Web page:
Michael Hanley: Elearning Curve As basically a non-techy in the area of computer mediated communication, I find Michael's blog an invaluable source of information. Each post is well thought out, grounded in current research, but also easily accessible to the basic novice. His series study an area in-depth which makes it easy to search past postings when there is a topic I may need help on.

Sahana Chattopadhyay: ID and other reflections. Like Jenny Luca, Sahana's blog (geared towards adult learning) is very relevant, although she lives and works in a totally different culture than my own. There are times when I have gone back to check her location, because the issues she discusses are so relevant to issues in instructional design I face here. Her posts always have good supporting resources. She does more than regurgitates interesting resources, she puts theories into practice with good analyses and examples.

Old Stand-bys

There are some sites that I check in on when I have the time as I know the posts will be interesting (as well as the conversation). I don't have as much time to participate in these blogs as I used to as I work on my dissertation, but I access these blogs, especially if there is a specific area I want to investigate.

Tony Karrer: eLearning Technology A popular elearning blog which allows readers to get a pulse of trends in elearning and organizational training.

Jane Hart: Jane's E-Learning Pick of the day. Still the best site to look for new technolgy.

Nancy White: Nancy White's Full Circle Blog. For anyone doing research on collaboration or communities of practice, this is an invaluable resource. I just wish she would post more frequently than she did this year.

Christine Martell: Exploring with Images Christine repositioned her business and her blog last year. She now includes many of her own original artwork. I love to just sign on and look through her images as it always makes me smile. Her art has such a soothing, happy spirit to it.

New Blogs for me this year

Mark Berthelemy: Learning Conversations Although I had visited his blog sporadically over the past few years, this year I finally added Mark's blog onto my igoogle page. He has a number of interesting insights, especially into learning and learning with technology.

cv harquail: Authentic Organizations This is a hard one to describe. This blog aligns with my dissertation research and addresses organizational behavior, but from a critical literacy perspective. It includes posts on organizational behavior, culture, and a feminist perspective. At the very least, it is always interesting in its perspective; at its best it is very enlightening.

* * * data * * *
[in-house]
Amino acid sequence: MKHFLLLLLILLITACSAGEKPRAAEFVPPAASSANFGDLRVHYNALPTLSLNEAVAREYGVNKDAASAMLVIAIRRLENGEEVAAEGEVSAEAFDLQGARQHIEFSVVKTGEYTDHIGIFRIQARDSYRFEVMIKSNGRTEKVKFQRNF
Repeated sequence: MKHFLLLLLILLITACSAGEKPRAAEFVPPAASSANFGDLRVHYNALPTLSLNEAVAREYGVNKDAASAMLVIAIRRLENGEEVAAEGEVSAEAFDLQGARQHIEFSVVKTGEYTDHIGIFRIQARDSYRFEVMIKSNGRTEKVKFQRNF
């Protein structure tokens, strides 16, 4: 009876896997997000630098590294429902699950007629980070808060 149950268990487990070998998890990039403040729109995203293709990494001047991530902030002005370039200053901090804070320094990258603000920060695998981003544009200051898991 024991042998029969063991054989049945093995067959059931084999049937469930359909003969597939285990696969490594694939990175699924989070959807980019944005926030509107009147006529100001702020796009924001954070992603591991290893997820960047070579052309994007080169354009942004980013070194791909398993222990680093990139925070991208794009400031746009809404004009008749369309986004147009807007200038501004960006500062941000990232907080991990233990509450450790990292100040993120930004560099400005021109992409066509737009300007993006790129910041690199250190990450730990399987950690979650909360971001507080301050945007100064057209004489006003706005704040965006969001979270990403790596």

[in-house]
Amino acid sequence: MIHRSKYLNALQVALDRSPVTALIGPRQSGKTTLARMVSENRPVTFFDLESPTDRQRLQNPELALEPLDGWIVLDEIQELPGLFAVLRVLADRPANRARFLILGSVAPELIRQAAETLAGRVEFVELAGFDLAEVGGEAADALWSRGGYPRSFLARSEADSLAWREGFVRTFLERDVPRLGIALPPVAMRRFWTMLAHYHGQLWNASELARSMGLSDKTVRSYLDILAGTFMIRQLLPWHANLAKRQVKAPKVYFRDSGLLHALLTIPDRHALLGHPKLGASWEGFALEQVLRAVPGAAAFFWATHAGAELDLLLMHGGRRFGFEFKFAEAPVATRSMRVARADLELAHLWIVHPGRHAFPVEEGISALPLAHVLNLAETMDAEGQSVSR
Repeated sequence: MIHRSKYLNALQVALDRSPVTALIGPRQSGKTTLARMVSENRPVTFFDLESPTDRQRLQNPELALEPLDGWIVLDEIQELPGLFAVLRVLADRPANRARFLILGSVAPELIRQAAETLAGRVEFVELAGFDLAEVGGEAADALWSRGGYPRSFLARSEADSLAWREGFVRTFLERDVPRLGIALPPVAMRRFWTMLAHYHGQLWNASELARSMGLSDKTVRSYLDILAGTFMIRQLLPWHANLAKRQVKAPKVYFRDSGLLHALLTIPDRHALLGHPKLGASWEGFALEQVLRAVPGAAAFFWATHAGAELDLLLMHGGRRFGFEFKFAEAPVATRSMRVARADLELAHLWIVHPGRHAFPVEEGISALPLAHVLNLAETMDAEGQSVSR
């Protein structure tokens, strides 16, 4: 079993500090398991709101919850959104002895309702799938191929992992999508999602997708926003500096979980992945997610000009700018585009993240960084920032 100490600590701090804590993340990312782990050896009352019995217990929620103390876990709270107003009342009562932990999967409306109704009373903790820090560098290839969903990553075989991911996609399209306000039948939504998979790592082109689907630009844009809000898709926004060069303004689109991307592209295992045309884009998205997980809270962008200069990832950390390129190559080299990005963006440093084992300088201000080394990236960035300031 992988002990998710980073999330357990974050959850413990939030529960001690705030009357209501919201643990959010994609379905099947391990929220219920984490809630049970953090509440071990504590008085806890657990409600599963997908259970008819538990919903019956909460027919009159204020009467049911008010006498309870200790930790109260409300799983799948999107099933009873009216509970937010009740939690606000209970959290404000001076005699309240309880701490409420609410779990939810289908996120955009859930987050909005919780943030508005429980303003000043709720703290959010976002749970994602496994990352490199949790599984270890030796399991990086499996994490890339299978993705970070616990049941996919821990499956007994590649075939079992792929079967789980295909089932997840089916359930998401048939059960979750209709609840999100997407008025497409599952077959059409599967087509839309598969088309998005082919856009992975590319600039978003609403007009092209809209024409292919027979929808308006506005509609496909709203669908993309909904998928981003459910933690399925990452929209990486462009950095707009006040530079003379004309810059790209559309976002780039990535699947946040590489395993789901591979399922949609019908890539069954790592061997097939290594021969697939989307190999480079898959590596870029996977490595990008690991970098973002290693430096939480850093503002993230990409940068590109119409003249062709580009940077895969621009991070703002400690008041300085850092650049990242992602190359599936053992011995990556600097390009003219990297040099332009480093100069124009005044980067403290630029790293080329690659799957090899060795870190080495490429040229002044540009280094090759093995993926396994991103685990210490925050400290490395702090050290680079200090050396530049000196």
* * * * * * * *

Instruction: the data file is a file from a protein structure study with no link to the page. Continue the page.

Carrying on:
So what are you reading?

I'm always looking for new blogs. What blogs would you recommend?


Karyn Romeis said...

Thanks for the mention, Virginia...and I so appreciate the way we have connected over our posts.

Anonymous said...

Thank you for including me on your list Virginia. I feel truly humbled by your kind words. I've been in a bit of a blogging lull for a little while, but you might have just given me the impetus to knock a few words together. :)


Nancy White said...

Hee hee. I wish I would post more often in 2011. I am contemplating how my rhythms and patterns might show up this year. One on the list is at least once a week a thoughtful reflection on my blog and at least once a week a pointer to something that has added value for me and others.

Blogging in the past has been about 'thinking out loud" or sharing. What I am trying to pin down is what blogging will be "about" for me in 2011. Any suggestions?

Happy, peaceful and learning filled New Years


V Yonkers said...

@ Karyn: I hope this year is goes better for you than last.
@ Jenny: I'm thinking that you're in your "summer break" right now? I find I always get a bit lethargic in my blogging during my summer breaks.
@ Nancy: I'd love to see what problems you're seeing in your work (either your own or what others are experiencing). I see that blogging is changing for many this year, moving from dialogue to a more thoughtful, indepth analysis or observation of what people are experiencing and solutions/theories/or inquiries into how to handle these situations.

Christine Martell said...

Such a nice boost to find this compliment in my Google Alerts. And a lovely list to be included in.